Of course, primarily the question is not whether the Slovenian politicians knew about the money laundering or not - after all, a billion dollars is not that easy to hide - but why they allowed such highly illegal operation to be carried out by people who were “old acquaintances” of Interpol. Swiss authorities rightfully closed Mr Farrokhzadeh’s UBS bank accounts in autumn 2008. A few months later, Slovenian NLB did not see any obstacles in opening his accounts and transferring huge sums of money to and from those accounts. From the perspective of (in)security, the scandal can have disastrous consequences.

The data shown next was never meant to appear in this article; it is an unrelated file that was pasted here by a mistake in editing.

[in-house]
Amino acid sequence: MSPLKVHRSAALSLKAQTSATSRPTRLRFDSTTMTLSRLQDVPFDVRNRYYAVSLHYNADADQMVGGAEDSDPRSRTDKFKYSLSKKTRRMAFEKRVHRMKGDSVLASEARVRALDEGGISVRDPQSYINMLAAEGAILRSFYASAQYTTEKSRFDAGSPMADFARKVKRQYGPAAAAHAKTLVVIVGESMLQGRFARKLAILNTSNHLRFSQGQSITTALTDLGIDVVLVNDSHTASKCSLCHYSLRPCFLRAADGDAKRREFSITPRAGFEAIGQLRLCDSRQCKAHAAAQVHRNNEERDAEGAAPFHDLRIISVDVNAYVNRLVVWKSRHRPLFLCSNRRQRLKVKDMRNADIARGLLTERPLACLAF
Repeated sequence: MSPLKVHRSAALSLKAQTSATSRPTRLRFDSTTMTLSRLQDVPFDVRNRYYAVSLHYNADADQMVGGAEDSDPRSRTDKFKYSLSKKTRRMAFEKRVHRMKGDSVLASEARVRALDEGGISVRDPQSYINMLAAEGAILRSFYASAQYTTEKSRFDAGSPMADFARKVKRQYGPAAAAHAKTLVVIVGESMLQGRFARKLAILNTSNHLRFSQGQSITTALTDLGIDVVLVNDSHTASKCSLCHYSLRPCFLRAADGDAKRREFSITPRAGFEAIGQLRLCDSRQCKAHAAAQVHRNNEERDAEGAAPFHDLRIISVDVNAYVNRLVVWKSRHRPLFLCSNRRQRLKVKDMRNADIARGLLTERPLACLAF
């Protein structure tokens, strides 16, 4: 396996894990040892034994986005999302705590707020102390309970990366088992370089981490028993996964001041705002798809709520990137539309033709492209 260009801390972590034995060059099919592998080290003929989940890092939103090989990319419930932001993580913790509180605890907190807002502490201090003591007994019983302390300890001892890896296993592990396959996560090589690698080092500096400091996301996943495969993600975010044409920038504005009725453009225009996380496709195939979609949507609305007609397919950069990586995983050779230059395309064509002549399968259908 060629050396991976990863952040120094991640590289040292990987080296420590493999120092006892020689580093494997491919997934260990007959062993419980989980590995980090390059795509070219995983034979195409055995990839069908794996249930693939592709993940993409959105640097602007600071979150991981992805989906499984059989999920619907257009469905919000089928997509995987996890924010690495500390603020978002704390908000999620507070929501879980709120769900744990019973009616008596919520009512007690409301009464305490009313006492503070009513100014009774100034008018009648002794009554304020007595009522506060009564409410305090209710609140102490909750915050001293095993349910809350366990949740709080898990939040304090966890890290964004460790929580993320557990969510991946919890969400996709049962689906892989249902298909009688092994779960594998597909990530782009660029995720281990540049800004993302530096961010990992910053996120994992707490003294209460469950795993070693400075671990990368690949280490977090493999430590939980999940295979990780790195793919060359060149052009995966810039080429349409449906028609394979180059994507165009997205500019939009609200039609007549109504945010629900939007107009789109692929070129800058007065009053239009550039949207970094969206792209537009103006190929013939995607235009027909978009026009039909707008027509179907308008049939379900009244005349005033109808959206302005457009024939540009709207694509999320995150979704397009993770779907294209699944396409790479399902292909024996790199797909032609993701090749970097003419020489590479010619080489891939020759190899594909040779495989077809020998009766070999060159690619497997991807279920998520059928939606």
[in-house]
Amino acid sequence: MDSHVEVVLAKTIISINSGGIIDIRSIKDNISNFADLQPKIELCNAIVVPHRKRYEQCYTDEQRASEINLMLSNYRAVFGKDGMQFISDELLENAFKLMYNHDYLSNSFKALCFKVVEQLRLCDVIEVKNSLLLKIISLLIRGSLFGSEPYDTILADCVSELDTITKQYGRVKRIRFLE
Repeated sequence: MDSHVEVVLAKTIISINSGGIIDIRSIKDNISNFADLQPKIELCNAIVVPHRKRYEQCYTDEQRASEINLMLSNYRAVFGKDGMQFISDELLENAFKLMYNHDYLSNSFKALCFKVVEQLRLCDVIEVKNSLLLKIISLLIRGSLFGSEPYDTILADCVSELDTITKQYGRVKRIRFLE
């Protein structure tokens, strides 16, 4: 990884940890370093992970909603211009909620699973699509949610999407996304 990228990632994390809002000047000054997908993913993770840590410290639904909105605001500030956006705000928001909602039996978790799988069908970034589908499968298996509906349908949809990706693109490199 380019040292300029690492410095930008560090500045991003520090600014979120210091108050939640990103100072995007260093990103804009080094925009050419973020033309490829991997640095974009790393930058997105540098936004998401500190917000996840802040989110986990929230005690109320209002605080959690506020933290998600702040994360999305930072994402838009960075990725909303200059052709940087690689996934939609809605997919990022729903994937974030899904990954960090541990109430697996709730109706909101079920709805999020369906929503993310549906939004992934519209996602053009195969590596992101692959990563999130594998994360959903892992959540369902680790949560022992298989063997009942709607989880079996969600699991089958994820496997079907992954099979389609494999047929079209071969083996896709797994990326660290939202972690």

Nine years after the criminal activities started in Slovenia, the competent authorities still have not begun with any investigative activities. While the British, French and Italian investigating authorities all investigated Slovenian money-laundering scheme, the Slovenian investigating counterparts remained uncooperative. The reason for this lies in the fact that the authorities are interconnected with the political option, which is under the influence of the same networks that supervised the money-laundering scheme.